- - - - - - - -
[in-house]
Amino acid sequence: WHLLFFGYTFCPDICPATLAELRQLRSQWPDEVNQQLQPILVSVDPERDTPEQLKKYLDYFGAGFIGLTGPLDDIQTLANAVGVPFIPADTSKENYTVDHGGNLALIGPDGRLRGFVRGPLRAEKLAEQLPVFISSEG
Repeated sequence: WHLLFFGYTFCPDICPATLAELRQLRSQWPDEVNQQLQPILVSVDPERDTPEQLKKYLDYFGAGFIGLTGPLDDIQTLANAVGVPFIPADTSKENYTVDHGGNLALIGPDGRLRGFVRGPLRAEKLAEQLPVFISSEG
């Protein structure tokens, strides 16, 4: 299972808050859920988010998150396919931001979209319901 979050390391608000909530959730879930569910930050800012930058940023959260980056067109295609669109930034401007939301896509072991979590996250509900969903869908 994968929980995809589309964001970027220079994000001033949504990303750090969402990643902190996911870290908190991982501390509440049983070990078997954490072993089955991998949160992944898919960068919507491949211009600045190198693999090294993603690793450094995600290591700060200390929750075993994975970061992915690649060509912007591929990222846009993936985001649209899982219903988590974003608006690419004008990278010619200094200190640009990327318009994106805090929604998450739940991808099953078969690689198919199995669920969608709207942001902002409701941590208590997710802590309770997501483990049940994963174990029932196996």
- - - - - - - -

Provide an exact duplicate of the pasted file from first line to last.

[in-house]
Amino acid sequence: WHLLFFGYTFCPDICPATLAELRQLRSQWPDEVNQQLQPILVSVDPERDTPEQLKKYLDYFGAGFIGLTGPLDDIQTLANAVGVPFIPADTSKENYTVDHGGNLALIGPDGRLRGFVRGPLRAEKLAEQLPVFISSEG
Repeated sequence: WHLLFFGYTFCPDICPATLAELRQLRSQWPDEVNQQLQPILVSVDPERDTPEQLKKYLDYFGAGFIGLTGPLDDIQTLANAVGVPFIPADTSKENYTVDHGGNLALIGPDGRLRGFVRGPLRAEKLAEQLPVFISSEG
């Protein structure tokens, strides 16, 4: 299972808050859920988010998150396919931001979209319901 979050390391608000909530959730879930569910930050800012930058940023959260980056067109295609669109930034401007939301896509072991979590996250509900969903869908 994968929980995809589309964001970027220079994000001033949504990303750090969402990643902190996911870290908190991982501390509440049983070990078997954490072993089955991998949160992944898919960068919507491949211009600045190198693999090294993603690793450094995600290591700060200390929750075993994975970061992915690649060509912007591929990222846009993936985001649209899982219903988590974003608006690419004008990278010619200094200190640009990327318009994106805090929604998450739940991808099953078969690689198919199995669920969608709207942001902002409701941590208590997710802590309770997501483990049940994963174990029932196996």